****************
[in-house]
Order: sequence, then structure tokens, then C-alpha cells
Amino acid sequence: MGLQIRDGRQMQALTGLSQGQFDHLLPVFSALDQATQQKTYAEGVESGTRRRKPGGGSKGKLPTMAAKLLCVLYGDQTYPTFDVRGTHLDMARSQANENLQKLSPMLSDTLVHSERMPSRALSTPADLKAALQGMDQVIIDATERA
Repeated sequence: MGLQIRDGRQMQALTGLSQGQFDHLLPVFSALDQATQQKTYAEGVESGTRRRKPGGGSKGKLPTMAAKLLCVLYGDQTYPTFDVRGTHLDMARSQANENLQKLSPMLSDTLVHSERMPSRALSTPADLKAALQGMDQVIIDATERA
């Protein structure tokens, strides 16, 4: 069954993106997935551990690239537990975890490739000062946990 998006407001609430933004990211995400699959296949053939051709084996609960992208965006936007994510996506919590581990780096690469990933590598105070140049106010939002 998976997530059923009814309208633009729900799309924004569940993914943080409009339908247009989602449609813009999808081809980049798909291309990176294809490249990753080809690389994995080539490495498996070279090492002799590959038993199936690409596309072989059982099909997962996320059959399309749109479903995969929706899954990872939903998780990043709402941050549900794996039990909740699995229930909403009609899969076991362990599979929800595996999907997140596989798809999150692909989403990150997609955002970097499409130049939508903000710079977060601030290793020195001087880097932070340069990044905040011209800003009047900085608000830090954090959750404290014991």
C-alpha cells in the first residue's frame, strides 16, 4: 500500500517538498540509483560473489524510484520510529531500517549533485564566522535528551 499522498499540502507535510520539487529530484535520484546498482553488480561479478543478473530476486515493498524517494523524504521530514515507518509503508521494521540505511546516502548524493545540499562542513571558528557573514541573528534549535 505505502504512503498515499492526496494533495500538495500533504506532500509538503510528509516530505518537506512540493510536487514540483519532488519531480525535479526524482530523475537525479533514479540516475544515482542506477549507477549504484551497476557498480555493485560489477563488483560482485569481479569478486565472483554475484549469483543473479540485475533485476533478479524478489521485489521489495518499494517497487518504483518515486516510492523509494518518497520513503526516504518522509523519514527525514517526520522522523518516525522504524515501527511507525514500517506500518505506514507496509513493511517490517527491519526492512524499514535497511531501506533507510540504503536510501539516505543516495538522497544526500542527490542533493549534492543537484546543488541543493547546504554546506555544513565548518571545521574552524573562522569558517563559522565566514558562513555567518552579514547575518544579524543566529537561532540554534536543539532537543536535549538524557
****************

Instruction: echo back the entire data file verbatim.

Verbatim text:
[in-house]
Order: sequence, then structure tokens, then C-alpha cells
Amino acid sequence: MGLQIRDGRQMQALTGLSQGQFDHLLPVFSALDQATQQKTYAEGVESGTRRRKPGGGSKGKLPTMAAKLLCVLYGDQTYPTFDVRGTHLDMARSQANENLQKLSPMLSDTLVHSERMPSRALSTPADLKAALQGMDQVIIDATERA
Repeated sequence: MGLQIRDGRQMQALTGLSQGQFDHLLPVFSALDQATQQKTYAEGVESGTRRRKPGGGSKGKLPTMAAKLLCVLYGDQTYPTFDVRGTHLDMARSQANENLQKLSPMLSDTLVHSERMPSRALSTPADLKAALQGMDQVIIDATERA
């Protein structure tokens, strides 16, 4: 069954993106997935551990690239537990975890490739000062946990 998006407001609430933004990211995400699959296949053939051709084996609960992208965006936007994510996506919590581990780096690469990933590598105070140049106010939002 998976997530059923009814309208633009729900799309924004569940993914943080409009339908247009989602449609813009999808081809980049798909291309990176294809490249990753080809690389994995080539490495498996070279090492002799590959038993199936690409596309072989059982099909997962996320059959399309749109479903995969929706899954990872939903998780990043709402941050549900794996039990909740699995229930909403009609899969076991362990599979929800595996999907997140596989798809999150692909989403990150997609955002970097499409130049939508903000710079977060601030290793020195001087880097932070340069990044905040011209800003009047900085608000830090954090959750404290014991």
C-alpha cells in the first residue's frame, strides 16, 4: 500500500517538498540509483560473489524510484520510529531500517549533485564566522535528551 499522498499540502507535510520539487529530484535520484546498482553488480561479478543478473530476486515493498524517494523524504521530514515507518509503508521494521540505511546516502548524493545540499562542513571558528557573514541573528534549535 505505502504512503498515499492526496494533495500538495500533504506532500509538503510528509516530505518537506512540493510536487514540483519532488519531480525535479526524482530523475537525479533514479540516475544515482542506477549507477549504484551497476557498480555493485560489477563488483560482485569481479569478486565472483554475484549469483543473479540485475533485476533478479524478489521485489521489495518499494517497487518504483518515486516510492523509494518518497520513503526516504518522509523519514527525514517526520522522523518516525522504524515501527511507525514500517506500518505506514507496509513493511517490517527491519526492512524499514535497511531501506533507510540504503536510501539516505543516495538522497544526500542527490542533493549534492543537484546543488541543493547546504554546506555544513565548518571545521574552524573562522569558517563559522565566514558562513555567518552579514547575518544579524543566529537561532540554534536543539532537543536535549538524557